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New Bridge in Pennsylvania Carries On Old Tradition

Mon May 30, 2005 - Northeast Edition
Mary Reed



The current project to replace a southwestern Pennsylvania bridge carrying US Route 40 over the Youghiogheny Reservoir raises memories of a span constructed almost 200 years ago — a bridge that still emerges occasionally from beneath the water that drowned a score of local villages during the 1940s.

The First Two Bridges

The original Great Crossings Bridge was 40 ft. (12.2 m) high and 30 ft. (9.1 m) wide. Built between 1815 and 1818, it was constructed as part of the National Road project, which began in 1811 and was designed to connect eastern rivers to the Ohio River.

At the time, Somerfield in Somerset County on the eastern side of the Youghiogheny River was a very small settlement, boasting only two streets and a handful of alleys. James Kinkead, Evan Evans and James Beck (the contractors and architects of all the National Road bridges) spent three years in Somerfield, overseeing construction of the bridge. It featured round buttresses with three arches of varying lengths and was built from sandstone cut locally.

The Great Crossings Bridge was formally dedicated on July 4, 1818, at a ceremony attended by President James Monroe and several members of his cabinet. Its opening ushered in a prosperous era for Somerfield, particularly as James Kinkead had built a stagecoach stop with a tavern (The Youghiogheny House) in the settlement.

However, the rise and fall of the stagecoach lines and later the advent of the railroad, which took much of the traffic passing through the area as was the case elsewhere in the country, meant the town flourished and then fell into decay more than once. Eventually Somerfield’s 1940s population of less than 200 residents was dispersed by its demolition (along with nine other local villages) to permit the Army Corps of Engineers to construct the reservoir dam.

Ironically, the necessary survey for the $9-million job was announced at a meeting in The Cornish Arms, the renamed tavern built by Kinkead.

Work on the existing structure began in 1939, while the dam was still being built. However, in 1941 the need for steel for war work stopped construction of this second bridge although the dam was completed to protect downstream industrial areas and railroads. By the time work resumed on the bridge, its design had been changed, as is shown by its mismatched pier columns, which, since the structure was built on solid ground, are set on footers. This second bridge was finally finished in l948, five years after completion of the dam.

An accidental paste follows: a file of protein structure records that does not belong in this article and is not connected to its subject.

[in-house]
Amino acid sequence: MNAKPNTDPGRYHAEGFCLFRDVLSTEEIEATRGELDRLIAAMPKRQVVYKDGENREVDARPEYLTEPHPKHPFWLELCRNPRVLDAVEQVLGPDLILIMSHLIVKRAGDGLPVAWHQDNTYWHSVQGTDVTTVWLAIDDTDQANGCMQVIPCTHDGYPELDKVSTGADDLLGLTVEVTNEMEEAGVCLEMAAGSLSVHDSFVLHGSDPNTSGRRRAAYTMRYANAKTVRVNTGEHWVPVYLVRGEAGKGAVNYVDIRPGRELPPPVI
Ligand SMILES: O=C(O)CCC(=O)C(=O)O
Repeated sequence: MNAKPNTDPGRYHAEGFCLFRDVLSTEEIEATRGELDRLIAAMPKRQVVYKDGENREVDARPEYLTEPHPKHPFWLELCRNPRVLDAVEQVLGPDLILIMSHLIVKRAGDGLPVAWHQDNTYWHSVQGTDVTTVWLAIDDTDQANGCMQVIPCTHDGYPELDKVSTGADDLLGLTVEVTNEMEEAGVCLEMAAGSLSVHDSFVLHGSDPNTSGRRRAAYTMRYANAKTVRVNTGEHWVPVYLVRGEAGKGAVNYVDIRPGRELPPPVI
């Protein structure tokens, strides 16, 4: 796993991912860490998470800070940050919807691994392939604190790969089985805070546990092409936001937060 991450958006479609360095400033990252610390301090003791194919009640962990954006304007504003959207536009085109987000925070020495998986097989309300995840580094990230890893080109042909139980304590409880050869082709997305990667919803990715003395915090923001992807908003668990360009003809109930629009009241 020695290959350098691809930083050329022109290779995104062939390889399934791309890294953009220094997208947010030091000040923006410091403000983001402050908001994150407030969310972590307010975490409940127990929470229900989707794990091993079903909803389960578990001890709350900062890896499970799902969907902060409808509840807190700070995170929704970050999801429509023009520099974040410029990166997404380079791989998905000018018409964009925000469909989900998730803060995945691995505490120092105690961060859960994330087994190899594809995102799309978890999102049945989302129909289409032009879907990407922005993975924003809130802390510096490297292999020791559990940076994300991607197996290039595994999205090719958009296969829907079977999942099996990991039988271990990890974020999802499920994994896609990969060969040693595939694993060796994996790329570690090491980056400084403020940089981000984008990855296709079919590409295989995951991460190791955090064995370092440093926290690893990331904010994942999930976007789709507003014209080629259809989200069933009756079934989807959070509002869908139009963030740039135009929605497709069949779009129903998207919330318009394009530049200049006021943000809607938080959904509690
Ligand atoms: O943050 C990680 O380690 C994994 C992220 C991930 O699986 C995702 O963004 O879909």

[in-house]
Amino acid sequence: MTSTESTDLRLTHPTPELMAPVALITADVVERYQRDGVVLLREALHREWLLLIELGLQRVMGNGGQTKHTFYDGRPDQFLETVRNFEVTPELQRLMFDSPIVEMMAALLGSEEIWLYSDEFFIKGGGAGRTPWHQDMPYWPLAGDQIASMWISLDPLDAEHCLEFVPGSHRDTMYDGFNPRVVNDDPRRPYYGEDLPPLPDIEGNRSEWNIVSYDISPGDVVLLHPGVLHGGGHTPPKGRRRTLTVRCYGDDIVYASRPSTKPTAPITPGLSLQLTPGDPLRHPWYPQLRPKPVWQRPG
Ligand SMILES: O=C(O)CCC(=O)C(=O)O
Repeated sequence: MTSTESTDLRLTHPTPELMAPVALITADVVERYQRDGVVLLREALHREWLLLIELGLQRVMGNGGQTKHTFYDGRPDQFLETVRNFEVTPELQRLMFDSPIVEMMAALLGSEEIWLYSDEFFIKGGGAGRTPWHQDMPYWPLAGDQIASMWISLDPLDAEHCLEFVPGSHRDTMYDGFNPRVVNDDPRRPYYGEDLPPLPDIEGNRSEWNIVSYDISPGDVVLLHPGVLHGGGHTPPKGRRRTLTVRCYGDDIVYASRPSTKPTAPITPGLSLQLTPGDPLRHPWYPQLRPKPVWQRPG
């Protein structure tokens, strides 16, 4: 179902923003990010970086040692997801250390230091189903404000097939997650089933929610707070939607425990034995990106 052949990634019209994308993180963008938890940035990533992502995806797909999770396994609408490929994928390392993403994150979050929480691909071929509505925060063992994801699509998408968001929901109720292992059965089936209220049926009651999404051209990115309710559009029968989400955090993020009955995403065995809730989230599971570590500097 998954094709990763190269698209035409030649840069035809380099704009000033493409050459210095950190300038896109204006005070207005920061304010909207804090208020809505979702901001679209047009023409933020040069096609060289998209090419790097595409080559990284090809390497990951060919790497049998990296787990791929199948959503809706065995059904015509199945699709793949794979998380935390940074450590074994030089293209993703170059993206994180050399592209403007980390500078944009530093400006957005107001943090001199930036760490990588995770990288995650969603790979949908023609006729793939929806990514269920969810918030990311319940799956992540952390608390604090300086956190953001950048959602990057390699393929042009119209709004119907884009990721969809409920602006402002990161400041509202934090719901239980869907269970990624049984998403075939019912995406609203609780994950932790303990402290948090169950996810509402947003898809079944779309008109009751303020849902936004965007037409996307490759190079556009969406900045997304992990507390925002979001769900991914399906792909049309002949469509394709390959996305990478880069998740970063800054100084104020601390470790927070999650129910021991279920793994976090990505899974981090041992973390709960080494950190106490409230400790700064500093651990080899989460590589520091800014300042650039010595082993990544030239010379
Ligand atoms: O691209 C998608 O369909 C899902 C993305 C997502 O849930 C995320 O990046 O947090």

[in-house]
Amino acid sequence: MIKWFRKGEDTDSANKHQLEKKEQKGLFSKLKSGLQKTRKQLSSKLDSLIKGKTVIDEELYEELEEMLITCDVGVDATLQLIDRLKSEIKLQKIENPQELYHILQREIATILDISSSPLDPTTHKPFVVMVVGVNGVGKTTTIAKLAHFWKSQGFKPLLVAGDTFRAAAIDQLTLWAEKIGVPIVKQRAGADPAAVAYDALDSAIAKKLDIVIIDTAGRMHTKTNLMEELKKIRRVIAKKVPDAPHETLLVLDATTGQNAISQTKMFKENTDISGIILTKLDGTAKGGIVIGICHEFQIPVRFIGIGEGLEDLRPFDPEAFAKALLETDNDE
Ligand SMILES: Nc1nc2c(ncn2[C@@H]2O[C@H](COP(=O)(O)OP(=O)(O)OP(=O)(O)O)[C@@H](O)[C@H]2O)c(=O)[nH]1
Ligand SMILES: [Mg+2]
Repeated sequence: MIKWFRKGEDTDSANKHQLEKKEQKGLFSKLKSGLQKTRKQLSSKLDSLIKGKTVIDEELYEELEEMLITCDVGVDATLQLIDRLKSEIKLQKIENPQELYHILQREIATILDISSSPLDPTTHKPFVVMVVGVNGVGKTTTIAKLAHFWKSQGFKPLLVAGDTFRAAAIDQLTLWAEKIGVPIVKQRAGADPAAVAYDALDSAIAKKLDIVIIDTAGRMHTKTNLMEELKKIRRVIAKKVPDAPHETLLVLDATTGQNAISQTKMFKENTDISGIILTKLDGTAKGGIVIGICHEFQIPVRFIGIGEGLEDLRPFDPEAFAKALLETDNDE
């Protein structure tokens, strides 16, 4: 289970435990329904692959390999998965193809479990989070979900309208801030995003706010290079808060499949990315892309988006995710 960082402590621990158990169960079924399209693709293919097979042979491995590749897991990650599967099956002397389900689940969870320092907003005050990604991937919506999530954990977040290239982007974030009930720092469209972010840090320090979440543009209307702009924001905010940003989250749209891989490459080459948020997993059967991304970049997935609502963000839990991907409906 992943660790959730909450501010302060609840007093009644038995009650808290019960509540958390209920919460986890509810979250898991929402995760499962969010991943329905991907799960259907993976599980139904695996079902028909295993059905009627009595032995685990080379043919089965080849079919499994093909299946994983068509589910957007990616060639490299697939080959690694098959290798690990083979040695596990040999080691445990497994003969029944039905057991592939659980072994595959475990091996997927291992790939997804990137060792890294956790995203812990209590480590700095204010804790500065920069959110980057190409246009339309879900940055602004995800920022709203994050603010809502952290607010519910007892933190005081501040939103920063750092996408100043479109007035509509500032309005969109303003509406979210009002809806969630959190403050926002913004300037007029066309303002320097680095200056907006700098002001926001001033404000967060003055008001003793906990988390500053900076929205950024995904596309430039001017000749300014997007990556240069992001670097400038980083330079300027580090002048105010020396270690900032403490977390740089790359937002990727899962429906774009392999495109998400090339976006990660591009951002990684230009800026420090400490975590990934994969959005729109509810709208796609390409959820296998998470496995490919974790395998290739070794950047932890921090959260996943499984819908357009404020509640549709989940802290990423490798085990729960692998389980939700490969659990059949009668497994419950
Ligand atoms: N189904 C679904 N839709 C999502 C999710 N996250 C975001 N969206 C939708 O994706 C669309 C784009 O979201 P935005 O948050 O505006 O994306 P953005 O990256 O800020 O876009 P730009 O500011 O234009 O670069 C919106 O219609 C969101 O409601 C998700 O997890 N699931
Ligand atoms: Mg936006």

The original Great Crossings Bridge is now under the aegis of the Archaeological Protection Act of 1974. It occasionally reappears during periods when the reservoir is low, such as during the 1991 and 1999 droughts and twice in the mid 1950s. When the 1991 drought caused the reservoir to be drained to keep rivers navigable and water supplies replenished, the ruins of Somerfield became visible again for a short time and drew thousands of visitors, including former residents.

In 1940, the dedication stone of the Great Crossings Bridge, inscribed with the names of its builders and displayed on its parapet, disappeared. It had been taken by a local resident, doubtless to keep it safe from the forthcoming inundation. Recovered in the late 1980s, the stone was installed at a location on U.S. Route 40, the main street of nearby Addison Township. Similarly, when the first bridge re-emerged for a time in 1991 souvenir hunters made away with a number of parapet stones.

Challenging Project

The prime contractor for the project is G. A. & F. C. Wagman Inc., headquartered in York, PA.

Straddling the Pennsylvania-Maryland border, the Youghiogheny River reservoir is approximately 16 mi. (25.7 km) long. Although popular with boaters and fishermen interested in landing trout, walleye, perch, and other species, the reservoir’s primary use is flood control. Thus the water level can fluctuate by as much as 40 ft. over the course of the year, with a pool size ranging from 2,840 acres up to 3,556 acres. Its average depth is 54 ft. while, since it is capable of holding the equivalent of 11 in. of run-off from 434 sq. mi. of land, its maximum depth is 121 ft. Because of this, cofferdams were ruled impractical.

The 1,730-ft.-long (527.3 m) and 47-ft.-wide (14.3 m) steel girder structure is being built parallel to the current span, with its southern face approximately 5 ft. away from the northern side of the existing bridge — indeed, at one point part of its deck had to be cut away in order to allow construction to proceed unimpeded.

The project was originally planned as a rehabilitation job but the bridge was found to be un-repairable. Work on the $25.4-million replacement began in October 2003, with funding provided by the Federal Highway Administration (FHA) and the Pennsylvania Department of Transportation (PennDOT). A groundbreaking ceremony was held on Nov. 13, 2003 and despite some delay caused by the late thaw in spring 2004 the job is on schedule for its estimated completion date of mid February 2006.

Construction Carried Out in Four Stages

Phase I has been completed and saw temporary widening of the southern approach to the existing structure as well as erection of the substructure.

Phase II is currently under way and covers embankment widening on both sides of the reservoir, as well as completion of the new bridge.

Phase III will include demolition of the existing span, whose piers are to be collapsed into the reservoir so fish can live in its nooks and crannies.

Phase IV sees the final paving of the approaches, plus reconfiguration of an intersection to the east of the reservoir. After completion of this final phase, the US Army Corps of Engineers will turn the work base on the eastern side into either an interpretive area or a car park.